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Located on the Shima Peninsula in Mie Prefecture, Ise City has some of the most sacred Shinto Shrines in Japan, notably the Ise Shrines (Ise Jingu).  The two major shrines of Ise Shrines, the Inner Shrine (Naiku) and the Outer Shrine (Geku), separate from each other by a couple of kilometers.  There are more than a hundred smaller shrines in the area.

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NAGOYA – NOV 30 2015: The Port of Nagoya, located in Ise Bay, is the largest and busiest trading port in Japan, accounting for about 10% of the total trade value of Japan.  (TungCheung / Shutterstock)

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Ise, Japan – May 6, 2015: Skyline of the city of Ise, a city located on the eastern tip of Kii Peninsula, in central Mie Prefecture, on the island of Honsh?, Japan, facing Ise Bay.  (StockStudio / Shutterstock)

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NAGOYA JAPAN – DEC 7, 2015: Central Japan International Airport Centrair arrival hall. Central Japan airport is an airport on an artificial island in Ise Bay Aichi.  (TungCheung / Shutterstock)

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MIE, JAPAN – NOVEMBER 20, 2015: A train from Taki station to Ise, sacred a town that host one of the most important shrine in Mie Prefecture, Kansai region  (cowardlion / Shutterstock)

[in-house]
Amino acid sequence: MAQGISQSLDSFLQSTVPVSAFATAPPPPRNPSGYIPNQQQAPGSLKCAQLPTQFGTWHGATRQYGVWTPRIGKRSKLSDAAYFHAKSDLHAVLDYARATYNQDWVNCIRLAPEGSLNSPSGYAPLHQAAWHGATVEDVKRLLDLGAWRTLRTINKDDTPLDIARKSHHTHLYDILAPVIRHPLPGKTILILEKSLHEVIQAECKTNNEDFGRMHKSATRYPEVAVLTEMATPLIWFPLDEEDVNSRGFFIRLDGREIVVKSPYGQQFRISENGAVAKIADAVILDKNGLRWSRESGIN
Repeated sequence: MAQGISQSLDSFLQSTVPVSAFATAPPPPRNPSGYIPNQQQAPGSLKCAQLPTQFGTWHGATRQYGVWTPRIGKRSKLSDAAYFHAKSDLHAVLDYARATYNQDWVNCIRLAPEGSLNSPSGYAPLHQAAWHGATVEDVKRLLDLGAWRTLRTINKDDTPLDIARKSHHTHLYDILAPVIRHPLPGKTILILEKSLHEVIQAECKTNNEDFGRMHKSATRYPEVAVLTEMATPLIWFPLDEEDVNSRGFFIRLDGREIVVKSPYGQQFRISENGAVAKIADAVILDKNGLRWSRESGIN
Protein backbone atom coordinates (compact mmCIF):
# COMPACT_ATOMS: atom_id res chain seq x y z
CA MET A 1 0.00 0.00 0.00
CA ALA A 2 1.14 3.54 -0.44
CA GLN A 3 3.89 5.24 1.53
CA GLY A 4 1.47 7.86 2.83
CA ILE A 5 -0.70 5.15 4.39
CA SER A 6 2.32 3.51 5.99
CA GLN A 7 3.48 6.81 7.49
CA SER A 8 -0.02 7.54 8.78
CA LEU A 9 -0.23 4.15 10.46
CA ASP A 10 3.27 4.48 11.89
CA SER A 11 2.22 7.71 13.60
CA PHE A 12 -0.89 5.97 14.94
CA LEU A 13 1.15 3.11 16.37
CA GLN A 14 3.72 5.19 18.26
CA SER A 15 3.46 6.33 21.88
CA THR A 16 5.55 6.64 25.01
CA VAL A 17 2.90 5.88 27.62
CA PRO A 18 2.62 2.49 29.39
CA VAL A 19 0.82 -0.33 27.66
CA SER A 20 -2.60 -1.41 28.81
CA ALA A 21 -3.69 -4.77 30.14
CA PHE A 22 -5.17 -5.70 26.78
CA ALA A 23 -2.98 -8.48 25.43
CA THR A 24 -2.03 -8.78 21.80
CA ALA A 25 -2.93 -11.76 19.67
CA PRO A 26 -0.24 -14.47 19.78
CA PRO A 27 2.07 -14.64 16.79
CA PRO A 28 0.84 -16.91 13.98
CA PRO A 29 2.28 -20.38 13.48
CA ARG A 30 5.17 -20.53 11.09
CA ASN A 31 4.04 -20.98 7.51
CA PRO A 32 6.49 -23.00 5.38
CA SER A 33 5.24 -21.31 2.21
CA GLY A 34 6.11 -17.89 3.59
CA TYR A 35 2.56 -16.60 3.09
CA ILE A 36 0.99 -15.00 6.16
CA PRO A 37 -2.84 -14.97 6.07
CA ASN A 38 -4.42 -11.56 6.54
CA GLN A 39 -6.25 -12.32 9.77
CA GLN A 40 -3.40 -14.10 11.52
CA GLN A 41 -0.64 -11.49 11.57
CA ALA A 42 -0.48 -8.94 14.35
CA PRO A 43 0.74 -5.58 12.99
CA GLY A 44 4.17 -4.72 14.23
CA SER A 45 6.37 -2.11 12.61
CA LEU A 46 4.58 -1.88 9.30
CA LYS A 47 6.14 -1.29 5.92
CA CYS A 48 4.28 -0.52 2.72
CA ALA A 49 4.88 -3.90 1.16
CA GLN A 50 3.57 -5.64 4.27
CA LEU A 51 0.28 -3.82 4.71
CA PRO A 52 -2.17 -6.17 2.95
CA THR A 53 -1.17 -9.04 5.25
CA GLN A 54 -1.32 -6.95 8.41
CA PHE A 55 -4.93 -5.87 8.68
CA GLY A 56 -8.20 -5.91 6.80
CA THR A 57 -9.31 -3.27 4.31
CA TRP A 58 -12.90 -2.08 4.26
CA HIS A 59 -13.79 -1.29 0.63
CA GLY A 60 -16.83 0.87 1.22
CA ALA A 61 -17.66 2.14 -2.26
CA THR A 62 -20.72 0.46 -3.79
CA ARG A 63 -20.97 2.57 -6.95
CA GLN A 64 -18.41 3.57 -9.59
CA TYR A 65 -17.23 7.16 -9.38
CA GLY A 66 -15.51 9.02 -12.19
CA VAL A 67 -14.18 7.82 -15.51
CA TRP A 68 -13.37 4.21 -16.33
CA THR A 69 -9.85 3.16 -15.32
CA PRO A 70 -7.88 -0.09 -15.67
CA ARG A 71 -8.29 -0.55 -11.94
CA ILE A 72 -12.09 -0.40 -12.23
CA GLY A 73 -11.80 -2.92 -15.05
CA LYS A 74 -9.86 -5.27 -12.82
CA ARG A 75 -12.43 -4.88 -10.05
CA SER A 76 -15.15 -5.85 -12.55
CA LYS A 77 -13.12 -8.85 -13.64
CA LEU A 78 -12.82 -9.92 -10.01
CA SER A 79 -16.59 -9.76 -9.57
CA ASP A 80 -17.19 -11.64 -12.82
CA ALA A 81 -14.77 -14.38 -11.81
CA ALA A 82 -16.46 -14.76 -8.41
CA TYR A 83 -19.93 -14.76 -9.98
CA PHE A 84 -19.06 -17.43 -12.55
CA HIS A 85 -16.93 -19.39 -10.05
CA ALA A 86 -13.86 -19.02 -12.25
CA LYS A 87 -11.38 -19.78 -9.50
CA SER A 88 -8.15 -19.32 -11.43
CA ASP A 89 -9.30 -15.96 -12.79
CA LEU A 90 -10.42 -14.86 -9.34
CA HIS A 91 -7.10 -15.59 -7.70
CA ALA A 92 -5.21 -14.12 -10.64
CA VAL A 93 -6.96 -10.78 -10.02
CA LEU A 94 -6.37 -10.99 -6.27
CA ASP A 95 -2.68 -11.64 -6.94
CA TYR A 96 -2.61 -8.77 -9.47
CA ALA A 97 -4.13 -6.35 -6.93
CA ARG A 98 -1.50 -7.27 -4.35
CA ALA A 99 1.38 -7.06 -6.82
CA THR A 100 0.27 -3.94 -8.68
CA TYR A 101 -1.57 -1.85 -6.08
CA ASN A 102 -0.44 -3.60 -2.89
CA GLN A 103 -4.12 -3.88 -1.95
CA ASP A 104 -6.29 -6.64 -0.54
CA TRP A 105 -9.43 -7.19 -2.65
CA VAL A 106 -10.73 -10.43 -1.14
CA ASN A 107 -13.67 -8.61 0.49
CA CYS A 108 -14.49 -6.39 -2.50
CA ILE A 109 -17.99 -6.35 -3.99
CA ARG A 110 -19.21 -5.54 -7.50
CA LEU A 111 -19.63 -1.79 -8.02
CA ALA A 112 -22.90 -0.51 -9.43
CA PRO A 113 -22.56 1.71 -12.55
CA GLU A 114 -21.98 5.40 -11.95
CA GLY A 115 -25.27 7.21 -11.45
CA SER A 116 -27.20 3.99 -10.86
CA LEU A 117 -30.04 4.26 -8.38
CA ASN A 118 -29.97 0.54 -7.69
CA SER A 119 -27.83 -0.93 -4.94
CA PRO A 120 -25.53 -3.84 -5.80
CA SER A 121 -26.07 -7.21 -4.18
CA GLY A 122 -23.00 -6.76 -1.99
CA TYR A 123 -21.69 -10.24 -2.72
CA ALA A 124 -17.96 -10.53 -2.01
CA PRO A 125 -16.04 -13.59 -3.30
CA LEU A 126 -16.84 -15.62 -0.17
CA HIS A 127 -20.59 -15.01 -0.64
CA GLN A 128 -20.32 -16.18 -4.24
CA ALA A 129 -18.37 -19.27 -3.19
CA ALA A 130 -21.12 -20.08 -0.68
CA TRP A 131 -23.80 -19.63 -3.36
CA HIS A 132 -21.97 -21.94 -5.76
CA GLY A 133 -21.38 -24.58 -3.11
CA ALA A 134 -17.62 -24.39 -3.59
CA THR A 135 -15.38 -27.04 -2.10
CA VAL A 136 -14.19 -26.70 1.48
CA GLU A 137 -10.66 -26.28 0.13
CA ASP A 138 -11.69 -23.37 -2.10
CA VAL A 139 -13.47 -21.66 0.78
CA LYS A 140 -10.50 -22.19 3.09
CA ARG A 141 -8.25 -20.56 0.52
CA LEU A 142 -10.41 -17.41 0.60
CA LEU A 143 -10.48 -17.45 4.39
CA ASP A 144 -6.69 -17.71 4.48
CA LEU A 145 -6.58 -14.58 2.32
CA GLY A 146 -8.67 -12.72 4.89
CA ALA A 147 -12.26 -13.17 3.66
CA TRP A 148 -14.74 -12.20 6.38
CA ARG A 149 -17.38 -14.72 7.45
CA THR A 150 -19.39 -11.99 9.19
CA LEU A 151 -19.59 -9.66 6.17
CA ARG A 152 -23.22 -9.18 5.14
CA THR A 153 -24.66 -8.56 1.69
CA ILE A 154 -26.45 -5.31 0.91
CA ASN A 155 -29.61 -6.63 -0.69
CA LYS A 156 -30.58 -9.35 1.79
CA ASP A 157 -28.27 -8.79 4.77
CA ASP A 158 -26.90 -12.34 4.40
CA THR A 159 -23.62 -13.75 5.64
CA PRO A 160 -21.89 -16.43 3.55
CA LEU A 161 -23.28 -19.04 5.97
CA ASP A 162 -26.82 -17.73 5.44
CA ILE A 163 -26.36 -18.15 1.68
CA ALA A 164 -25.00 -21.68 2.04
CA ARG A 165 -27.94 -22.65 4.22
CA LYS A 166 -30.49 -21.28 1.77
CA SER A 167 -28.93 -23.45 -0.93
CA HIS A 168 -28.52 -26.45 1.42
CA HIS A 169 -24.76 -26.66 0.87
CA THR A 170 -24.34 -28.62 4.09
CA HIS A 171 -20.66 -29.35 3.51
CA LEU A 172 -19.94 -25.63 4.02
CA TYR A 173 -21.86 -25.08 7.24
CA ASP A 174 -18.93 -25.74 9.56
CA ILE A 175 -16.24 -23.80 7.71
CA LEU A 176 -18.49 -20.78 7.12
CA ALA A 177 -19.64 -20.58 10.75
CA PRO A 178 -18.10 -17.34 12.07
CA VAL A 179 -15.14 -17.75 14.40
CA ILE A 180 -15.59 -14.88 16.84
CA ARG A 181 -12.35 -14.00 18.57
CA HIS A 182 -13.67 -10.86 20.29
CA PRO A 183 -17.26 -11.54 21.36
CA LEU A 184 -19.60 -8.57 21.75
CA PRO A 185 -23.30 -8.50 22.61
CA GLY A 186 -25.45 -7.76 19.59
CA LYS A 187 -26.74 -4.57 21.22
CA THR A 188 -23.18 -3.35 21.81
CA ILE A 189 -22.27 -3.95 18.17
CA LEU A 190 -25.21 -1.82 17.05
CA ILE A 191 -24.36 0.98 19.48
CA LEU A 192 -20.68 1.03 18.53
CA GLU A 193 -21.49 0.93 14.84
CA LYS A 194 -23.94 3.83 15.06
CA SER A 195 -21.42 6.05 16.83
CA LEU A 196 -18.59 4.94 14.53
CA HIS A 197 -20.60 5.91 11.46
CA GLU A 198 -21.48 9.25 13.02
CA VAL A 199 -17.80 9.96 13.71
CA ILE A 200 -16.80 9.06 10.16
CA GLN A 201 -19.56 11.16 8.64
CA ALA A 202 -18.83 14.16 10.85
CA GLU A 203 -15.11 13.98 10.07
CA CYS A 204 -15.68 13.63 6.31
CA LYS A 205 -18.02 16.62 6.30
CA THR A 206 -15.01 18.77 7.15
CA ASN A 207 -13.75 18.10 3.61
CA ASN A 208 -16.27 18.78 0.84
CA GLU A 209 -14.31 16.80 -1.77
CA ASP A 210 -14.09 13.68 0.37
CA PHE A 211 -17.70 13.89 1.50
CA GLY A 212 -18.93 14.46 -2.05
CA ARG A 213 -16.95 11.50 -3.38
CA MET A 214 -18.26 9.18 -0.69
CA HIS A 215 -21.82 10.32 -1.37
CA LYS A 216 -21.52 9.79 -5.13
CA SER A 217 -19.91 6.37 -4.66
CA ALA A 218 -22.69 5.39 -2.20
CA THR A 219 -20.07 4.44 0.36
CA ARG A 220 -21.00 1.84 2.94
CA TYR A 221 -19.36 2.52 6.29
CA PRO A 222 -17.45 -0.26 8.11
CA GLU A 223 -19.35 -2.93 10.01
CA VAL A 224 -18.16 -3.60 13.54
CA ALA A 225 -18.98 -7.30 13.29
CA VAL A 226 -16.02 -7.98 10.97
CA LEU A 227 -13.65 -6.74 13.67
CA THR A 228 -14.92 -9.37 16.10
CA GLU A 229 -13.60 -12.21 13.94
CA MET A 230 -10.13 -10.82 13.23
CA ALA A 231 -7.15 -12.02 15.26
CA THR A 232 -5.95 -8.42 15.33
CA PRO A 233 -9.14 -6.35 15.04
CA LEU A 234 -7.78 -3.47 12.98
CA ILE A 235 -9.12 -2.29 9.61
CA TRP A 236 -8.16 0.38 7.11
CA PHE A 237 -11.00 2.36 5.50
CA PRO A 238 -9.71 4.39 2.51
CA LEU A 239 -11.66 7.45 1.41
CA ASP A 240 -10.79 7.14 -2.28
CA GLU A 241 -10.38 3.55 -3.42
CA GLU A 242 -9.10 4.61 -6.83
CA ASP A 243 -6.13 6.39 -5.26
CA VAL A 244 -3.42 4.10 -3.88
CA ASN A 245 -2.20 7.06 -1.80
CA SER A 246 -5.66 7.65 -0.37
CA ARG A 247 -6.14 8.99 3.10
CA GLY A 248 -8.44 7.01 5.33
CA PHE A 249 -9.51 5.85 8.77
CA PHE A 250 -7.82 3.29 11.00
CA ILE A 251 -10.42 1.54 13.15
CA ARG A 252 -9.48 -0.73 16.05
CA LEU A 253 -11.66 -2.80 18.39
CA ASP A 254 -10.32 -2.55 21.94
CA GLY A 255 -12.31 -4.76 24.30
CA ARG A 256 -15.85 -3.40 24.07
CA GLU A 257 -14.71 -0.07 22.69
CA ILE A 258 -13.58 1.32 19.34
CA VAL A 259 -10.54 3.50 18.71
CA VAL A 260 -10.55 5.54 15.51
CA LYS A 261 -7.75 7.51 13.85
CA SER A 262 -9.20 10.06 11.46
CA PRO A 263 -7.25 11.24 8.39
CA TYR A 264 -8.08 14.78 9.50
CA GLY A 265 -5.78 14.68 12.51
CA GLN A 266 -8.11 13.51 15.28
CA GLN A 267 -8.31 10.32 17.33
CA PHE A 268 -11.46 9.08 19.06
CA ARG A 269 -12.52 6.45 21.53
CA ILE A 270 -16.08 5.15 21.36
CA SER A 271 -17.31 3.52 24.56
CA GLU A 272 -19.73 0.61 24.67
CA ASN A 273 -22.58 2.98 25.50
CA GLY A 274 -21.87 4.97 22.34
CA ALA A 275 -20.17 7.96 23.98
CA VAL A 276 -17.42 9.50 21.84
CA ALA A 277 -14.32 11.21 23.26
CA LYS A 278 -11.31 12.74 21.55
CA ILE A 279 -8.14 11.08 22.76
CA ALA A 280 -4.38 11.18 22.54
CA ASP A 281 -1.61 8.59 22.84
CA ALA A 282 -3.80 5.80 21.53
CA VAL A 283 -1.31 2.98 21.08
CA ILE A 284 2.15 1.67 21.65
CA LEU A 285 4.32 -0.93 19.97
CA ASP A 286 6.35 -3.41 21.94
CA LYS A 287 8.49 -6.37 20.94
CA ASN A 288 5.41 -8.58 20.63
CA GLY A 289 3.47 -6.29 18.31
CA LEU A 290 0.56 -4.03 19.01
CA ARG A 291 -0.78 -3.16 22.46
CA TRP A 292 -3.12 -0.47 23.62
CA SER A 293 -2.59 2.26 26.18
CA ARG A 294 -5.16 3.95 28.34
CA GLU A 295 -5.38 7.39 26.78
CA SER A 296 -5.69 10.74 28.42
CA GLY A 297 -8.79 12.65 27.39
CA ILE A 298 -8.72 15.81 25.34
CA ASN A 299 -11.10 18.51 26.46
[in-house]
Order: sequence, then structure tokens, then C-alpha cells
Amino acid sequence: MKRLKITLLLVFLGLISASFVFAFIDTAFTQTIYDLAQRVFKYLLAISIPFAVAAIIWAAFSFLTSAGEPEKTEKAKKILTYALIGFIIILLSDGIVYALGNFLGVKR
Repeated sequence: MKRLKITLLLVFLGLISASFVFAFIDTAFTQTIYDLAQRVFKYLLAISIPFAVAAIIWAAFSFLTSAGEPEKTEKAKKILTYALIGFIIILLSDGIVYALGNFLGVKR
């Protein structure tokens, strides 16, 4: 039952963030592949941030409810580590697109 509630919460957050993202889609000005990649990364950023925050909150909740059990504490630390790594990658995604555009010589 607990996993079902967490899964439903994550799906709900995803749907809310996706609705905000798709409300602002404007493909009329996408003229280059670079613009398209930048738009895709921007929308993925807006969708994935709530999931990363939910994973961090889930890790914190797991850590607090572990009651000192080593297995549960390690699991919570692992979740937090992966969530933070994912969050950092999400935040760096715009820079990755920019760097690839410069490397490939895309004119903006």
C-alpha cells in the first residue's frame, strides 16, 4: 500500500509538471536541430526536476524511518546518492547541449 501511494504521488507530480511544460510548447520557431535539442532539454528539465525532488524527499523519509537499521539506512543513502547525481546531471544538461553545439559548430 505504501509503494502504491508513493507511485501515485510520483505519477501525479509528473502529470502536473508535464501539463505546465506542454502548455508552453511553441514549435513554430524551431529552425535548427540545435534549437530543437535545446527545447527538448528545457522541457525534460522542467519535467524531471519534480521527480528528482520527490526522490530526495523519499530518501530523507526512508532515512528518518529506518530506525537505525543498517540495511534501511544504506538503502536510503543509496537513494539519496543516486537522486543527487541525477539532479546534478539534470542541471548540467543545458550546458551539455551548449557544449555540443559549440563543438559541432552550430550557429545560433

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Mie, Japan – DECEMBER 24, 2015: Oharai-machi, Historic Shopping Street Since the Edo Period  (Jesse33 / Shutterstock)

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MIE, JAPAN – NOVEMBER 20, 2015: Oharai-machi is the old-800 meter long pilgrimage road that leads to Ise Jingu inner shrine with traditional Edo architecture style  (cowardlion / Shutterstock)

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MIE, JAPAN – NOVEMBER 20, 2015: Anpanman small bag made for children put for sale at Oharai-machi is the old-800 meter long pilgrimage road that leads to Ise Jingu inner shrine  (cowardlion / Shutterstock)

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Ise, Japan at Ise Grand Shrine Hall for Special Prayer.  (Copyright: Sean Pavone)

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MIE, JAPAN – NOVEMBER 20, 2015: Ise Grand Shrine (Naiku – inner shrine, officially known as Kotai Jingu) dedicated to the worship of Amaterasu – the goddess of the sun  (cowardlion / Shutterstock)

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MIE, JAPAN – NOVEMBER 20, 2015: Ise Grand Shrine (Geku – outer shrine, officially known as Toyouke Daijingu) dedicated to Toyouke-Omikami, the deity of agriculture and industry  (cowardlion / Shutterstock)

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Japanese shinto Ise Grand shrine , Ise, Japan  (Copyright: Barbora Kristofova)